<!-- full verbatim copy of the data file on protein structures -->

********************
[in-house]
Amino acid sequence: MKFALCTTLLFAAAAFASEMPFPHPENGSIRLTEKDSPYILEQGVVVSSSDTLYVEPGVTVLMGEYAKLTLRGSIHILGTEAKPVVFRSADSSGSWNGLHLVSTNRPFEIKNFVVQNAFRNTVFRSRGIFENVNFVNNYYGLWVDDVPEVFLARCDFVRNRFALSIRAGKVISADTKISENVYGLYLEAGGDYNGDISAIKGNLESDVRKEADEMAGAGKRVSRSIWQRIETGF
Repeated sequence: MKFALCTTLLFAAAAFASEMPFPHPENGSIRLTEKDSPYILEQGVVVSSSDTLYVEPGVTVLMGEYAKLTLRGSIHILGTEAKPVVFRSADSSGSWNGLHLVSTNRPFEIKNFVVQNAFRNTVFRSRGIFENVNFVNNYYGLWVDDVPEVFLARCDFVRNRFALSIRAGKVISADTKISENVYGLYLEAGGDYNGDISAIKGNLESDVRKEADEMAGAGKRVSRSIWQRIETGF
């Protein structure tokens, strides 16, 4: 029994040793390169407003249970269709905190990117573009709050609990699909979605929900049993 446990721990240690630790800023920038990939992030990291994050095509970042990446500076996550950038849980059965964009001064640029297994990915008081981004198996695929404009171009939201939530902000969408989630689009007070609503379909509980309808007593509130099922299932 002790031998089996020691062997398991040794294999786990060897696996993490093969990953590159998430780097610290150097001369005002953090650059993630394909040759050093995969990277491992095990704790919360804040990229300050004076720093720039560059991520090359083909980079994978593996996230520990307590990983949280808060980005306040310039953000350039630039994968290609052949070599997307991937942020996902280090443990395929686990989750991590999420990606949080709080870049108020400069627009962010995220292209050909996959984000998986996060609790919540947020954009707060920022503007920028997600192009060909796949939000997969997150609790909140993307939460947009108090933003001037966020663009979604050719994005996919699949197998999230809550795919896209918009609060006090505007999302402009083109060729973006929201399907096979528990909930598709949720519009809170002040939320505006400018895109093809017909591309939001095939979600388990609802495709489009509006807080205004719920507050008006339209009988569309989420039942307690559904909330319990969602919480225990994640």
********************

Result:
[in-house]
Amino acid sequence: MKFALCTTLLFAAAAFASEMPFPHPENGSIRLTEKDSPYILEQGVVVSSSDTLYVEPGVTVLMGEYAKLTLRGSIHILGTEAKPVVFRSADSSGSWNGLHLVSTNRPFEIKNFVVQNAFRNTVFRSRGIFENVNFVNNYYGLWVDDVPEVFLARCDFVRNRFALSIRAGKVISADTKISENVYGLYLEAGGDYNGDISAIKGNLESDVRKEADEMAGAGKRVSRSIWQRIETGF
Repeated sequence: MKFALCTTLLFAAAAFASEMPFPHPENGSIRLTEKDSPYILEQGVVVSSSDTLYVEPGVTVLMGEYAKLTLRGSIHILGTEAKPVVFRSADSSGSWNGLHLVSTNRPFEIKNFVVQNAFRNTVFRSRGIFENVNFVNNYYGLWVDDVPEVFLARCDFVRNRFALSIRAGKVISADTKISENVYGLYLEAGGDYNGDISAIKGNLESDVRKEADEMAGAGKRVSRSIWQRIETGF
């Protein structure tokens, strides 16, 4: 029994040793390169407003249970269709905190990117573009709050609990699909979605929900049993 446990721990240690630790800023920038990939992030990291994050095509970042990446500076996550950038849980059965964009001064640029297994990915008081981004198996695929404009171009939201939530902000969408989630689009007070609503379909509980309808007593509130099922299932 002790031998089996020691062997398991040794294999786990060897696996993490093969990953590159998430780097610290150097001369005002953090650059993630394909040759050093995969990277491992095990704790919360804040990229300050004076720093720039560059991520090359083909980079994978593996996230520990307590990983949280808060980005306040310039953000350039630039994968290609052949070599997307991937942020996902280090443990395929686990989750991590999420990606949080709080870049108020400069627009962010995220292209050909996959984000998986996060609790919540947020954009707060920022503007920028997600192009060909796949939000997969997150609790909140993307939460947009108090933003001037966020663009979604050719994005996919699949197998999230809550795919896209918009609060006090505007999302402009083109060729973006929201399907096979528990909930598709949720519009809170002040939320505006400018895109093809017909591309939001095939979600388990609802495709489009509006807080205004719920507050008006339209009988569309989420039942307690559904909330319990969602919480225990994640």